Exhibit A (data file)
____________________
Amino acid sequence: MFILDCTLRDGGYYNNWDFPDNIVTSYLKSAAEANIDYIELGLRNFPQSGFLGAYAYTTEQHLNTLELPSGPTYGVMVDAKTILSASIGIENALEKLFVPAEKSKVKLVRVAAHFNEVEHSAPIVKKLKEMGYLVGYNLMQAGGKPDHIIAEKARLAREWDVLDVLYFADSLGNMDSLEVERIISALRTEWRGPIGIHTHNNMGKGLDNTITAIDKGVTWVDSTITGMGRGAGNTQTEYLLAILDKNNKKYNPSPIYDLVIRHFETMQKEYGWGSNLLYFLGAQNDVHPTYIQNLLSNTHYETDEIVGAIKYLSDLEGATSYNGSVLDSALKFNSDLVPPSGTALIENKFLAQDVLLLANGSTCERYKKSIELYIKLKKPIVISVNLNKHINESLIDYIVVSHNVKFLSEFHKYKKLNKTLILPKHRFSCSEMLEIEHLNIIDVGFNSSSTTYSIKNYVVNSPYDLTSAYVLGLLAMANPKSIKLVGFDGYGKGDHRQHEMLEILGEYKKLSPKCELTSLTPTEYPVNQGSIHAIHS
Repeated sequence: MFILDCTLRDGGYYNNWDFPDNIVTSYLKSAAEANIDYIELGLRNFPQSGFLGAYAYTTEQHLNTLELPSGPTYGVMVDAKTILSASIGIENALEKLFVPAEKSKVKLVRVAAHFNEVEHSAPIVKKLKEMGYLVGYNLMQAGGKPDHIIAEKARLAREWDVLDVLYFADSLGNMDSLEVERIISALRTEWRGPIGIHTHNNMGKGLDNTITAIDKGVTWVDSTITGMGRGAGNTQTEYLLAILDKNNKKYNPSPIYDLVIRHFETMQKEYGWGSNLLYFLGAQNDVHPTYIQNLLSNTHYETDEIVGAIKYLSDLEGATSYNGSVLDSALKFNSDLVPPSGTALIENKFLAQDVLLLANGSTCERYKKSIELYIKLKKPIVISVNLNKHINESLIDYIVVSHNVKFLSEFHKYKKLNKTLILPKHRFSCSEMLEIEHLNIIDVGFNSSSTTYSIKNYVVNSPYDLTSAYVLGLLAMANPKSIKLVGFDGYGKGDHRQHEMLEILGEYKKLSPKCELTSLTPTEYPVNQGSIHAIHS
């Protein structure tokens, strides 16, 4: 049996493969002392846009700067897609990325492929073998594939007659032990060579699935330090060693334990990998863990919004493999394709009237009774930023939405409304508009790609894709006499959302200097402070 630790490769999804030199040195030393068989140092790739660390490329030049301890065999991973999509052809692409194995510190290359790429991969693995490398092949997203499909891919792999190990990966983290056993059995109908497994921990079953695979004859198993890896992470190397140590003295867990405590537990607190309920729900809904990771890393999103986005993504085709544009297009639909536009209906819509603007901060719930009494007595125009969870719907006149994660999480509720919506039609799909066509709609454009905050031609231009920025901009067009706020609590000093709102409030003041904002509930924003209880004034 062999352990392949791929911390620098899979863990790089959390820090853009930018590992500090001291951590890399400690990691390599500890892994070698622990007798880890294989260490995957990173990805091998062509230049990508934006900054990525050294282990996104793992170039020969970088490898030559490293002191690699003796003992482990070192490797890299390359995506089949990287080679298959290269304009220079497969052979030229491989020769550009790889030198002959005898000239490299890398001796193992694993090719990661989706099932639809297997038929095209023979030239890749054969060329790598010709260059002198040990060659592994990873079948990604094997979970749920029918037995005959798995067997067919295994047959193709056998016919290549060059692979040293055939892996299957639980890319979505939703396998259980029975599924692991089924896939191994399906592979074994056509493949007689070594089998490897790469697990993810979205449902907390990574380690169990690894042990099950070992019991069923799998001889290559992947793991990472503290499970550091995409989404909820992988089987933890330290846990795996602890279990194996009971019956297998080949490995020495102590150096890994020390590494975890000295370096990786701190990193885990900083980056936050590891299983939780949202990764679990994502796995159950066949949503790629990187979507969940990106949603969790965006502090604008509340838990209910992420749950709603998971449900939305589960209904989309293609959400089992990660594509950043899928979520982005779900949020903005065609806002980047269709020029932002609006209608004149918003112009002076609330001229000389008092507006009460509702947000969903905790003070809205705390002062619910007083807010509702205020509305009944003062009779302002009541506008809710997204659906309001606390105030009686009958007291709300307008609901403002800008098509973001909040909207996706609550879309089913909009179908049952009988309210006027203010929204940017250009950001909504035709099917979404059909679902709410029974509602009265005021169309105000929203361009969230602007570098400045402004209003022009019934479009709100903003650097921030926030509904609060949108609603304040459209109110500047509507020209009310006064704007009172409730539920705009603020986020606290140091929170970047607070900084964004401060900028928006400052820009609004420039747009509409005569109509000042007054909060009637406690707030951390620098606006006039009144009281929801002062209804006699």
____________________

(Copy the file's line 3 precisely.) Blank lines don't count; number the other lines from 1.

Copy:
């Protein structure tokens, strides 16, 4: 049996493969002392846009700067897609990325492929073998594939007659032990060579699935330090060693334990990998863990919004493999394709009237009774930023939405409304508009790609894709006499959302200097402070 630790490769999804030199040195030393068989140092790739660390490329030049301890065999991973999509052809692409194995510190290359790429991969693995490398092949997203499909891919792999190990990966983290056993059995109908497994921990079953695979004859198993890896992470190397140590003295867990405590537990607190309920729900809904990771890393999103986005993504085709544009297009639909536009209906819509603007901060719930009494007595125009969870719907006149994660999480509720919506039609799909066509709609454009905050031609231009920025901009067009706020609590000093709102409030003041904002509930924003209880004034 062999352990392949791929911390620098899979863990790089959390820090853009930018590992500090001291951590890399400690990691390599500890892994070698622990007798880890294989260490995957990173990805091998062509230049990508934006900054990525050294282990996104793992170039020969970088490898030559490293002191690699003796003992482990070192490797890299390359995506089949990287080679298959290269304009220079497969052979030229491989020769550009790889030198002959005898000239490299890398001796193992694993090719990661989706099932639809297997038929095209023979030239890749054969060329790598010709260059002198040990060659592994990873079948990604094997979970749920029918037995005959798995067997067919295994047959193709056998016919290549060059692979040293055939892996299957639980890319979505939703396998259980029975599924692991089924896939191994399906592979074994056509493949007689070594089998490897790469697990993810979205449902907390990574380690169990690894042990099950070992019991069923799998001889290559992947793991990472503290499970550091995409989404909820992988089987933890330290846990795996602890279990194996009971019956297998080949490995020495102590150096890994020390590494975890000295370096990786701190990193885990900083980056936050590891299983939780949202990764679990994502796995159950066949949503790629990187979507969940990106949603969790965006502090604008509340838990209910992420749950709603998971449900939305589960209904989309293609959400089992990660594509950043899928979520982005779900949020903005065609806002980047269709020029932002609006209608004149918003112009002076609330001229000389008092507006009460509702947000969903905790003070809205705390002062619910007083807010509702205020509305009944003062009779302002009541506008809710997204659906309001606390105030009686009958007291709300307008609901403002800008098509973001909040909207996706609550879309089913909009179908049952009988309210006027203010929204940017250009950001909504035709099917979404059909679902709410029974509602009265005021169309105000929203361009969230602007570098400045402004209003022009019934479009709100903003650097921030926030509904609060949108609603304040459209109110500047509507020209009310006064704007009172409730539920705009603020986020606290140091929170970047607070900084964004401060900028928006400052820009609004420039747009509409005569109509000042007054909060009637406690707030951390620098606006006039009144009281929801002062209804006699």